When the ONS introduces some measures of clinical qµalityi into the equation, the improvement in outputs is more like 5 per cent a year. This is largely due to major improvements in post-operative mortality rates, particularly in more recent years.
In addition to improved survival, many claim there have also been improvements in the quality of life following NHS treatment.
Unfortunately, this is difficult to substantiate. The NHS has failed to introduce routine measurement of patient outcomes from treatment, and the report recommends that this be urgently rectified.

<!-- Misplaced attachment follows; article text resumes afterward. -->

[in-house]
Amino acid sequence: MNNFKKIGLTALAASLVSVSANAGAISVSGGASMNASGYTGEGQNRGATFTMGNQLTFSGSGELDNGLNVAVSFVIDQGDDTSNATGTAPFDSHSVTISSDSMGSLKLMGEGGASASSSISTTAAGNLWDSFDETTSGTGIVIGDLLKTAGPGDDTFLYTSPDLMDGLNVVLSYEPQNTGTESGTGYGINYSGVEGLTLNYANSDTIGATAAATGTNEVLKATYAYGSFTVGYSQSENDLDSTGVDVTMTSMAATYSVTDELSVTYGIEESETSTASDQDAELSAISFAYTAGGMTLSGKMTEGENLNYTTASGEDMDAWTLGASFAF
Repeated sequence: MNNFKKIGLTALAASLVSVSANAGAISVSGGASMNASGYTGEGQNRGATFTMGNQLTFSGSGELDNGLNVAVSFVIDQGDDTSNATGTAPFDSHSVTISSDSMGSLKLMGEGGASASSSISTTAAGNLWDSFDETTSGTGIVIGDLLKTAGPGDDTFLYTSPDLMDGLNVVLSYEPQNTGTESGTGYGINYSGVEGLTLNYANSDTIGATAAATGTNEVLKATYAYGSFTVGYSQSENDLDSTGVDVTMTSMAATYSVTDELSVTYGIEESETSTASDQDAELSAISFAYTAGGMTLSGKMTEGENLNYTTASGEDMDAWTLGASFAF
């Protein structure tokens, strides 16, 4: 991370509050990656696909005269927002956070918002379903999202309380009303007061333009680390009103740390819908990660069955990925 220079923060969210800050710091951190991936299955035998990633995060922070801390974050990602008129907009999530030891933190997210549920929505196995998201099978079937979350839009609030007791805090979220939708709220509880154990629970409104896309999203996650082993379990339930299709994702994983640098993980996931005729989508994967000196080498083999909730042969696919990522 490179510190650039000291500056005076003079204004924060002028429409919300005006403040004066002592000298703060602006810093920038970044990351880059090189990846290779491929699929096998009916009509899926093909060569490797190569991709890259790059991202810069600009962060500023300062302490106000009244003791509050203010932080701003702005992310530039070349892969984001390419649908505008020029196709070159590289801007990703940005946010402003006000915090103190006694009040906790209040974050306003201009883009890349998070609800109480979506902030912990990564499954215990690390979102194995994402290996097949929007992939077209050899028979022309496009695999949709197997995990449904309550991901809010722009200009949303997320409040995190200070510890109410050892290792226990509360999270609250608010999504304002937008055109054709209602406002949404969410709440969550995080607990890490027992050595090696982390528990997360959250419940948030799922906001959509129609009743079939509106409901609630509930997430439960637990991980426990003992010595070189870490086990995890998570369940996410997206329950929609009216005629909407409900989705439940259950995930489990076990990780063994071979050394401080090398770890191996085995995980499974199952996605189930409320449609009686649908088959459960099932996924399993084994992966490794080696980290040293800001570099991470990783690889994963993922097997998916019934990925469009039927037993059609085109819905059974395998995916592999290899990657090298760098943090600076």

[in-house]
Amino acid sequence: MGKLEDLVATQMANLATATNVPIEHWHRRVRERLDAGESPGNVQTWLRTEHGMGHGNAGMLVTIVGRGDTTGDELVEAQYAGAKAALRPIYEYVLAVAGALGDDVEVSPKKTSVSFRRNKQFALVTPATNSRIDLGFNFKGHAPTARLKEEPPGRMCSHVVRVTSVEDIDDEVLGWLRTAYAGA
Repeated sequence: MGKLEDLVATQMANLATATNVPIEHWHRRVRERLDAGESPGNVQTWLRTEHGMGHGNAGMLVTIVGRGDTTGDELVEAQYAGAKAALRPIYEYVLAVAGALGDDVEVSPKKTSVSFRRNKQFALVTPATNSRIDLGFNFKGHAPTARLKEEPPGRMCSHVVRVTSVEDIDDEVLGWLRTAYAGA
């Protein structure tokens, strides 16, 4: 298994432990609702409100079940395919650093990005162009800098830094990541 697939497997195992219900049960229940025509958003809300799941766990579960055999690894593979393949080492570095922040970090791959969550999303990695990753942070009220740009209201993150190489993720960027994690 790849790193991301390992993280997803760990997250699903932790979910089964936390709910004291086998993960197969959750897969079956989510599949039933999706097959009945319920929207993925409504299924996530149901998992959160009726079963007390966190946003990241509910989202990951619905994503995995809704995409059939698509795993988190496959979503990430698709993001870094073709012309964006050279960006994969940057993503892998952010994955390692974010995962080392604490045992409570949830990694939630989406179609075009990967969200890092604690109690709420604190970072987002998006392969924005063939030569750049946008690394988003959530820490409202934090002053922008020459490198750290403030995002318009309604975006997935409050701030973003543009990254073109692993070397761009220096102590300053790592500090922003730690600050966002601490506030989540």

A glimpse of what can be achieved has been shown in work by my colleagues at York Universityis centre for health economics and the National Institute for Economic and Social Research, which shows how outcomes data can be incorporated into productivity measures.
They use patient-reported outcome measures collected by BUPA for a limited range of procedures to confirm that - for this limited patient group - health outcomes have indeed improved over time.
Yet these improvements in outputs have been matched if not exceeded by the increase in inputs. Depending on the methodology used, the ONS estimates that NHS inputs have increased by between 4.8 and 5.5 per cent per year since 1999. The implication is that productivity - the value for money of the NHS as a whole - has not changed markedly over recent years.